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Separating lactic acid and pH effects on the Listeria innocua inactivation

(2005) Acta Horticulturae. 674. p.231-238
Author
Organization
Abstract
In food technology, organic acids (e.g., lactic acid) are popular preservatives. Predictive models describing their antimicrobial effect are often restricted to growth of the target organism. Next to this, the effects of the influencing factors pH and the undissociated form of the acid are insufficiently (individually) quantified. The purpose of this study was to separate the individual effects of the influencing factors pH and undissociated lactic acid LaH on the Listeria innocua inactivation. The inactivation process is investigated at controlled conditions of pH and undissociated lactic acid (i) situated on a trajectory, or (ii) forming a rectangular shape in the (pH,[LaH])-plane. The resulting inactivation curves consisted of a (sometimes negligible) shoulder, followed by a descent phase. In a few cases, a tailing phase was observed. Depending on the conditions, the descent phase contained one or two loglinear parts, or had a convex or concave shape. Four types of inactivation models were applied to the experimental data using the freeware tool GInaFiT: (i) the classical loglinear model, (ii) the loglinear model with shoulder and/or tail, (iii) Weibull-type models, and (iv) a biphasic inactivation model. Models of type (ii) and (iii) appeared most suitable. Future application of statistical tests must enable a further model discrimination step. Afterwards, a secondary model for the variation of the primary model parameters, for example, inactivation rate, with pH and [LaH] could be developed.
Keywords
predictive microbiology, microbial inactivation, organic acids, loglinear inactivation, Weibull-type inactivation, biphasic inactivation, ESCHERICHIA-COLI, MODEL, PRESERVATION, FERMENTATION

Citation

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Chicago
Janssen, M, AH Geeraerd, A Cappuyns, Linsey Garcia-Gonzalez, KM Vereecken, Johan Debevere, Frank Devlieghere, and Jan Van Impe. 2005. “Separating Lactic Acid and pH Effects on the Listeria Innocua Inactivation.” In Acta Horticulturae, ed. MLA Hertog, BM Nicolaï, and LMM Tijskens, 674:231–238. Leuven, Belgium: International Society for Horticultural Science (ISHS).
APA
Janssen, M, Geeraerd, A., Cappuyns, A., Garcia-Gonzalez, L., Vereecken, K., Debevere, J., Devlieghere, F., et al. (2005). Separating lactic acid and pH effects on the Listeria innocua inactivation. In M. Hertog, B. Nicolaï, & L. Tijskens (Eds.), Acta Horticulturae (Vol. 674, pp. 231–238). Presented at the 3rd International symposium on Applications of Modelling as an Innovative Technology in the Agri-Food Chain, Leuven, Belgium: International Society for Horticultural Science (ISHS).
Vancouver
1.
Janssen M, Geeraerd A, Cappuyns A, Garcia-Gonzalez L, Vereecken K, Debevere J, et al. Separating lactic acid and pH effects on the Listeria innocua inactivation. In: Hertog M, Nicolaï B, Tijskens L, editors. Acta Horticulturae. Leuven, Belgium: International Society for Horticultural Science (ISHS); 2005. p. 231–8.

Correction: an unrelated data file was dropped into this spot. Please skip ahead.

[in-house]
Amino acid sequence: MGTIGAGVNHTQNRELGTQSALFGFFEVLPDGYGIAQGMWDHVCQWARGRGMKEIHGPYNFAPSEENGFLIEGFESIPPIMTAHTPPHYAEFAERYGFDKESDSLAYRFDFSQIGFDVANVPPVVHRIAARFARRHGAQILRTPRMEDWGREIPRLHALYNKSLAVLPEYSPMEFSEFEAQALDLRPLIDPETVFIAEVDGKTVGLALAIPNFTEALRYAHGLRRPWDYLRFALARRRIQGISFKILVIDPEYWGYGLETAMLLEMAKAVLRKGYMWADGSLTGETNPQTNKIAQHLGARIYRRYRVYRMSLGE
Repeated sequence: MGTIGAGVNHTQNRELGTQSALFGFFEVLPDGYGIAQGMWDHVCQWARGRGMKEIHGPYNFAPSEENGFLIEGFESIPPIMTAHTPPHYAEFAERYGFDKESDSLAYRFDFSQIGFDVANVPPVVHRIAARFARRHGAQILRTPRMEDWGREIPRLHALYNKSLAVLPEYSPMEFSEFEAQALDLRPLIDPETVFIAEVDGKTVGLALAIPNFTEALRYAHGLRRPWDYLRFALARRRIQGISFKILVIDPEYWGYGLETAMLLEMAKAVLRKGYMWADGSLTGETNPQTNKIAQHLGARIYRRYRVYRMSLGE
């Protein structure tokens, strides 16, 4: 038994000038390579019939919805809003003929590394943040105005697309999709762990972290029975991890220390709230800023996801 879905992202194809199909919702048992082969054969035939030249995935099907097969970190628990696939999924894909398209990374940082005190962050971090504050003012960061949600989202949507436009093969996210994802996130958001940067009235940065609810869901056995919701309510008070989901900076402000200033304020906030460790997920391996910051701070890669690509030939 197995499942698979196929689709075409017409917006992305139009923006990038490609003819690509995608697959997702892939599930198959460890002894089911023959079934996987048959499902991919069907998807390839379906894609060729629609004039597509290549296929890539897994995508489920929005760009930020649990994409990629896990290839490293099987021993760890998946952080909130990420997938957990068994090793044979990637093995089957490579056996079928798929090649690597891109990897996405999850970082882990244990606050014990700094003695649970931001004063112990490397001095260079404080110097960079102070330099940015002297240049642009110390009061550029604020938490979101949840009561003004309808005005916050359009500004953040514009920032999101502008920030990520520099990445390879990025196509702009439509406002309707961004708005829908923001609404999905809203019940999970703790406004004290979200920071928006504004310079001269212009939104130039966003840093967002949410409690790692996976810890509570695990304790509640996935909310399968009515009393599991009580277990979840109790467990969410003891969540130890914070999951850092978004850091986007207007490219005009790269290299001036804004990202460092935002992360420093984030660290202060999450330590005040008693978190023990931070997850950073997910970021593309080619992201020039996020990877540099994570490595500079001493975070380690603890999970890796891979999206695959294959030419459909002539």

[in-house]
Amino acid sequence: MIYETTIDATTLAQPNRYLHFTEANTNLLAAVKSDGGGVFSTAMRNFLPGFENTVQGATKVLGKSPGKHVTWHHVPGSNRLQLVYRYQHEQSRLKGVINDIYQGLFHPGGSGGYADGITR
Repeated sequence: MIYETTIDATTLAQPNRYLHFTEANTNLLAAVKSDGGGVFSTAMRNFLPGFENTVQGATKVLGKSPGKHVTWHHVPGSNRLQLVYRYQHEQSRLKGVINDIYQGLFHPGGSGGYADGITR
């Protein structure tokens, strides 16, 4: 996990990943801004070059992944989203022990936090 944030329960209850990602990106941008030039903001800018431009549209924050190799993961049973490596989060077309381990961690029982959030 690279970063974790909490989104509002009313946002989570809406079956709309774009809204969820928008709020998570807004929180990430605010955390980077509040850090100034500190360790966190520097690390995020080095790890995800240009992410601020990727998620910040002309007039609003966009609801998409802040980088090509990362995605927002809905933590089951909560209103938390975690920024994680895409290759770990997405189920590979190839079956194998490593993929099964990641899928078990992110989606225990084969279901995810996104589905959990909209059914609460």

MLA
Janssen, M, AH Geeraerd, A Cappuyns, et al. “Separating Lactic Acid and pH Effects on the Listeria Innocua Inactivation.” Acta Horticulturae. Ed. MLA Hertog, BM Nicolaï, & LMM Tijskens. Vol. 674. Leuven, Belgium: International Society for Horticultural Science (ISHS), 2005. 231–238. Print.
@inproceedings{331498,
  abstract     = {In food technology, organic acids (e.g., lactic acid) are popular preservatives. Predictive models describing their antimicrobial effect are often restricted to growth of the target organism. Next to this, the effects of the influencing factors pH and the undissociated form of the acid are insufficiently (individually) quantified. The purpose of this study was to separate the individual effects of the influencing factors pH and undissociated lactic acid LaH on the Listeria innocua inactivation. The inactivation process is investigated at controlled conditions of pH and undissociated lactic acid (i) situated on a trajectory, or (ii) forming a rectangular shape in the (pH,[LaH])-plane. The resulting inactivation curves consisted of a (sometimes negligible) shoulder, followed by a descent phase. In a few cases, a tailing phase was observed. Depending on the conditions, the descent phase contained one or two loglinear parts, or had a convex or concave shape. Four types of inactivation models were applied to the experimental data using the freeware tool GInaFiT: (i) the classical loglinear model, (ii) the loglinear model with shoulder and/or tail, (iii) Weibull-type models, and (iv) a biphasic inactivation model. Models of type (ii) and (iii) appeared most suitable. Future application of statistical tests must enable a further model discrimination step. Afterwards, a secondary model for the variation of the primary model parameters, for example, inactivation rate, with pH and [LaH] could be developed.},
  author       = {Janssen, M and Geeraerd, AH and Cappuyns, A and Garcia-Gonzalez, Linsey and Vereecken, KM and Debevere, Johan and Devlieghere, Frank and Van Impe, Jan},
  booktitle    = {Acta Horticulturae},
  editor       = {Hertog, MLA and Nicola{\"i}, BM and Tijskens, LMM},
  isbn         = {9789066055186},
  issn         = {0567-7572},
  keyword      = {predictive microbiology,microbial inactivation,organic acids,loglinear inactivation,Weibull-type inactivation,biphasic inactivation,ESCHERICHIA-COLI,MODEL,PRESERVATION,FERMENTATION},
  language     = {eng},
  location     = {Leuven, Belgium},
  pages        = {231--238},
  publisher    = {International Society for Horticultural Science (ISHS)},
  title        = {Separating lactic acid and pH effects on the Listeria innocua inactivation},
  volume       = {674},
  year         = {2005},
}

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